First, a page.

MPS securitization beats bad debt, bail-in rout

By:
Dominic O’Neill
Published on:

Troubled Tuscan lender taps new funding; ABS benefits from ‘safe haven’ status.

Talk about timing. Italy’s third biggest bank, Monte dei Paschi di Siena (MPS) sold the majority of a €1.6 billion securitized SME lease portfolio in January, just as concern over Italian SME lending was at the sharp end of a renewed bout of volatility in Europe. Investors hammered the stocks and bonds of Italian banks, particularly second-tier lenders, while the real wrath was reserved for MPS itself. Its share price dropped by almost a third while the bank was roadshowing the deal.

Italian bank shares had been on a downward trend for months, and when the ECB published its 2016 supervisory priorities in early January, it set off a renewed bout of bearishness. Mention by the ECB of a task force reviewing loans at banks with big NPL problems brought special concern over the fate of Italian banks, which have particularly high levels of bad debt, largely thanks to hard-hit SMEs. 

The Italian bank selling frenzy then further intensified – halfway through MPS’s securitization roadshow – after most of the country’s biggest banks (including MPS) published press releases apparently acknowledging they were the part of the investigation. 

Nothing new

Fears around the workings of the EU’s new bank-rescue framework have added zest to concern that the banks could be forced to increase levels of coverage to such an extent that their capital levels would fall below regulatory minimums, triggering bail-ins. 

John Raymond, European banks analyst at CreditSights, thinks investors have paid too much attention to communications about the ECB’s monitoring of the situation – there’s nothing much new in it, he says. 

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But fund managers covering European financials say bondholders’ confidence in banks has suffered, firstly, from a Bank of Italy resolution procedure in November, in which NPLs were transferred to a bad bank at usually high coverage ratios – and secondly, from the senior bondholder bail-in just before the new year in Portugal.

"It makes it even more likely that, at times of stress, the market will sell first and ask questions later," says one investor. Perhaps not immediately obvious then as an easy time for MPS to do a big new ABS deal – no matter how ardent the European Commission’s efforts to foster SME-backed securitizations

MPS was at the heart of all the market angst last month because its NPL book is so big: about a third of total loans, not far off €50 billion. Although the bank managed to sell €1 billion of NPLs in December to a securitization financed by affiliates of Deutsche Bank, the lack of any sign of a hoped-for merger that might bring a quicker solution to the bank’s troubles has further sapped confidence.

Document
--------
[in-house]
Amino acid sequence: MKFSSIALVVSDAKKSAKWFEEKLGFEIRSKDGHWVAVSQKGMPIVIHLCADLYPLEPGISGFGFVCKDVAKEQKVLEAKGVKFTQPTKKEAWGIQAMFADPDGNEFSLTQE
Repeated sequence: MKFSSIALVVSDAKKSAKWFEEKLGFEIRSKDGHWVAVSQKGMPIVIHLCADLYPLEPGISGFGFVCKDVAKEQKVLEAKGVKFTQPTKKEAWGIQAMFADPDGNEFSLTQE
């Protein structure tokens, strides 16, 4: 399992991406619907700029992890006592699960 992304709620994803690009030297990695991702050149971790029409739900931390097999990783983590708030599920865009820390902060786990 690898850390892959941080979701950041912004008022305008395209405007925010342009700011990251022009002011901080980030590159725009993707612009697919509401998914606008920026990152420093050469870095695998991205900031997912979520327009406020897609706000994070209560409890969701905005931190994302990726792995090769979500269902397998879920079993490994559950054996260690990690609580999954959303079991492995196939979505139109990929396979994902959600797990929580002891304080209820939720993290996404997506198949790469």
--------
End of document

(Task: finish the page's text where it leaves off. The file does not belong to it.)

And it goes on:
Greater uncertainty and risk aversion in the senior and subordinated debt markets, however, is pushing bank CFOs towards securitizations and covered bonds. At the same time, says one banker in the syndicate, the ABS market has become something of a safe haven, partly because it is secured and partly because it is governed by a framework less subject to all the legal doubt around senior bank debt.

Tranches

The MPS securitization, Siena Lease, is listed in Luxembourg and split into four tranches. International institutional investors and banks subscribed to the biggest and highest-rated senior tranche, €761 million. That tranche has a weighted average life of one and a half years, paying 125 basis points over the three-month Euribor rate. It is rated AA+/Aa2 by Fitch and Moody’s, and the structure includes a 53% credit enhancement. 

Fund managers, central banks and public institutions, and banks, respectively, accounted for 44%, 38% and 17% of participation in the deal, with most from Germany and the UK. Much of the exposure is to manufacturing and real estate, mostly in the richer northern regions of Italy.

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James Cunniffe, HSBC
"This is precisely where we’ve seen ABS outperforming – situations in which investors have been able to look beyond broader market conditions and focus on the underlying cash flow and credit enhancement mechanisms," says James Cunniffe, debt syndicate director in London at HSBC, which was bookrunner of the transaction alongside UniCredit and Intesa Sanpaolo investment banking unit, Banca IMI (MPS structured the deal). 

 "At a time when there was very little or no corporate bond supply, the ABS market was able to price a transaction in a sector under intense scrutiny," says Cunniffe. Investors feel they are underweight Italian and SME collateral compared with RMBS and auto loan securitizations, he adds. 

The MPS deal has not been investors’ only chance to get such exposure, however. The European Investment Bank underwrote an enlarged securitization of bonds from public water companies in the Veneto region last month, according to Euromoney’s sister publication Global Capital. Meanwhile, MPS intends to continue to diversify its funding sources through deals like this; indeed, it securitized a €3 billion SME loan portfolio in August.